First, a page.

Our struct Capitalized is our new property wrapper. It will store the string internally in the text property, but this is not a requirement (you could store it in a database, cache, or anywhere else). The wrappedValue property will handle the storage and retrieval for the contents of the property. In this case, when we return the property, we will return the standard property, and when we store it, we will make it an uppercase string. Nothing prevents you from doing it the other way around - storing the string as-is, and returning it as uppercased() -, so feel free to explore and to implement it differently as necessary depending on the context.

Notice that our text variable needs a default value in this case. If you don’t set it, you will have problems compiling the code above.

Using Custom Property Wrappers

Now that we defined our property wrapper, we can finally apply it to members of a struct or class. To show how to do this, we will create a struct called Name that will store the first and last name of someone, and they will be stored in capital letters only:

struct Name {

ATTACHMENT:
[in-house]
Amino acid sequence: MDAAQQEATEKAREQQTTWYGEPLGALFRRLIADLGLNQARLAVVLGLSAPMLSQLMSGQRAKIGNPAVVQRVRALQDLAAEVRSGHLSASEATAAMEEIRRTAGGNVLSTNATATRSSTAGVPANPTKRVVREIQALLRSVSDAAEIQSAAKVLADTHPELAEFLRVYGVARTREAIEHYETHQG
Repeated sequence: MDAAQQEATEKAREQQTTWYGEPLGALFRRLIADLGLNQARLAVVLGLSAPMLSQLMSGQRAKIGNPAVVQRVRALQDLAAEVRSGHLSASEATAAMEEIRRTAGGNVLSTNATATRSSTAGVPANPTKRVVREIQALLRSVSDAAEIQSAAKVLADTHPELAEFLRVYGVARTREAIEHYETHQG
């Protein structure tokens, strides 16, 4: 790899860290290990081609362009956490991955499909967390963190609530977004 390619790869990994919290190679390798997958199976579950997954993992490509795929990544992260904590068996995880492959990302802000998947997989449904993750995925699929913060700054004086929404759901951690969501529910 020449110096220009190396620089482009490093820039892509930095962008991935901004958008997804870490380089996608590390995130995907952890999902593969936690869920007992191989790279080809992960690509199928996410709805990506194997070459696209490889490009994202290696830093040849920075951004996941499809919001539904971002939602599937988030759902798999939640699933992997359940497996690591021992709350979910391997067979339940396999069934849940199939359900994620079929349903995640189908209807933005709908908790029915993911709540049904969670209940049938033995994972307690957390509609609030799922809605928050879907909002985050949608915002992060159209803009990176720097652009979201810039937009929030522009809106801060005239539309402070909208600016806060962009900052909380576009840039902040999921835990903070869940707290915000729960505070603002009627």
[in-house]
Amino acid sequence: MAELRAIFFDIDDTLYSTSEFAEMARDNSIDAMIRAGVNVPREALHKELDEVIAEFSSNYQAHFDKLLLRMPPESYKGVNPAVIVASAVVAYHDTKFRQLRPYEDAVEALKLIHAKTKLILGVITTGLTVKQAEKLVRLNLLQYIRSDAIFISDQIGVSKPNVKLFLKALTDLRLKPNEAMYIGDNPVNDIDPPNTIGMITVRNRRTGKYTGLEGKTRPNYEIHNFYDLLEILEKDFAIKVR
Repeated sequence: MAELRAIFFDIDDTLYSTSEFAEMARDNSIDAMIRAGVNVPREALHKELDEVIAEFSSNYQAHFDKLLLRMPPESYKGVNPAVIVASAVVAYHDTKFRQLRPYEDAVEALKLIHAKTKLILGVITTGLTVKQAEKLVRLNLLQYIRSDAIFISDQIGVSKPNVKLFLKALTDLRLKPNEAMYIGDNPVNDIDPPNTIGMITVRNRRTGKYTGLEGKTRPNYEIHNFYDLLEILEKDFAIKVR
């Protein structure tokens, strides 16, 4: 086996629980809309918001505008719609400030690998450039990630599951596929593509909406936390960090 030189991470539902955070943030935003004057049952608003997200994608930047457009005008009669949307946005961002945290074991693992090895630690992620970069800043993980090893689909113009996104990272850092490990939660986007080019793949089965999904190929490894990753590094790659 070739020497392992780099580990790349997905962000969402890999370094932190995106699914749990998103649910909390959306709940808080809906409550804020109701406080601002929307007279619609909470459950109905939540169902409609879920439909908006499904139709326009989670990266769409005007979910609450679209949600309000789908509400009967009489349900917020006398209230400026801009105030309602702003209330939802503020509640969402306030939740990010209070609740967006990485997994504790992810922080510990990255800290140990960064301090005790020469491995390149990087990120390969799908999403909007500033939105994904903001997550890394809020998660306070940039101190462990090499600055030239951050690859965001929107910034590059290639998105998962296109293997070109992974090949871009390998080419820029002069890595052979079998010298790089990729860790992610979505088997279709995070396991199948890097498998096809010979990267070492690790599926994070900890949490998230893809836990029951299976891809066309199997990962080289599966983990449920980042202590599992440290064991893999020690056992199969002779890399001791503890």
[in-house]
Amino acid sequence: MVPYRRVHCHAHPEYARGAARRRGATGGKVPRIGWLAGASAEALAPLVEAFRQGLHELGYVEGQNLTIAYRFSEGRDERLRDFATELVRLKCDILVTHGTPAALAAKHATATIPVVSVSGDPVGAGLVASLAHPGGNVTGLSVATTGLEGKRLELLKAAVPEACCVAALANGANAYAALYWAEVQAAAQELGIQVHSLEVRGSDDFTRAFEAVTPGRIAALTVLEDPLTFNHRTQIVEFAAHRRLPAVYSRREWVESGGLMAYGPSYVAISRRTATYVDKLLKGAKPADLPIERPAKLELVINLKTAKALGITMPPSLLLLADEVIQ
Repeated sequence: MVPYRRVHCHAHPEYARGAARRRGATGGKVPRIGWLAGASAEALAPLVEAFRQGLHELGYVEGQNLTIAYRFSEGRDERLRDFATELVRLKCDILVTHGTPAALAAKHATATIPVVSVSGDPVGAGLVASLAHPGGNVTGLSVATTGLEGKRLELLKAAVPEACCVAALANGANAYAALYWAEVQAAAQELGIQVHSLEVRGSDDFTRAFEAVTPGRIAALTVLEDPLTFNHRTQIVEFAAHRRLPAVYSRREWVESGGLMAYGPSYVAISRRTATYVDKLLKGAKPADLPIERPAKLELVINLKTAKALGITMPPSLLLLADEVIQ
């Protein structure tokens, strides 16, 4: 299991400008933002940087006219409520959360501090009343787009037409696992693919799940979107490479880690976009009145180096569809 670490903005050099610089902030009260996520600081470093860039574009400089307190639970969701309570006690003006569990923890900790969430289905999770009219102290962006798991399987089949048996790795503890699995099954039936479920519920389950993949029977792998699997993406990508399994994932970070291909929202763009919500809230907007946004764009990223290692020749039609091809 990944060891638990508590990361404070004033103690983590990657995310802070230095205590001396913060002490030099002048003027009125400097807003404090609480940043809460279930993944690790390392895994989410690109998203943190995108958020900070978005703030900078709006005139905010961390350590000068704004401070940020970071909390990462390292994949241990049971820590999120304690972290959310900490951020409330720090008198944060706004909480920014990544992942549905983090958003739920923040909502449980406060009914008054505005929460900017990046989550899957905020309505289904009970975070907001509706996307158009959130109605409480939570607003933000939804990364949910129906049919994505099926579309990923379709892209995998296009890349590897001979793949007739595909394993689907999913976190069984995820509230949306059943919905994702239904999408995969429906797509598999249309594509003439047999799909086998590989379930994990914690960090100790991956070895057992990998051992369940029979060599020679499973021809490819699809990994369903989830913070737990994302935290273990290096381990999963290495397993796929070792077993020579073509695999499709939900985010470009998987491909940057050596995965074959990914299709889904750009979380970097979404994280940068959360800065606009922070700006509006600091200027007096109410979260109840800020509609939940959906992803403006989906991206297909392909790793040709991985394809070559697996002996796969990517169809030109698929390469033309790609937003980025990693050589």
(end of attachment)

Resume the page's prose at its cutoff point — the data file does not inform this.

@Capitalized var firstName: String
  @Capitalized var lastName: String
}

And now, when you create an object of this type and set its properties, they will be uppercased when you need them:

var myName = Name()
myName.firstName = "andy"
myName.lastName = "ibanez"
print(myName.firstName) // prints "ANDY"
print(myName.lastName) // prints "IBANEZ"

Advanced Usage

What we saw above was a very simple wrapper that changes the capitalization of strings. But we can do a few more interesting things with them that open the door to more interesting ideas.

You can, for example, pass in parameters to the wrapper property itself. This allows you to configure how the property should behave on the fly.

As an example, we will write a new property wrapped, ConfigurableCapitalization, that allows us to specify how a String should be capitalized. We can specify if we want it to be uppercased, lowercased, or capitalized.

@propertyWrapper
struct ConfigurableCapitalization {
  
  enum Settings {
    case uppercased
    case capitalized
    case lowercased
  }
  
  private(set) var text: String = ""
  public let setting: Settings
  
  var wrappedValue: String {
    get { return text }
    set {
      switch setting {
      case .capitalized: text = newValue.capitalized
      case .lowercased: text = newValue.lowercased()
      case .uppercased: text = newValue.uppercased()
      }
    }
  }
}

struct FullName {
  @ConfigurableCapitalization(setting: .capitalized) var firstName: String
  @ConfigurableCapitalization(setting: .uppercased) var lastName: String
}

var myFullName = FullName()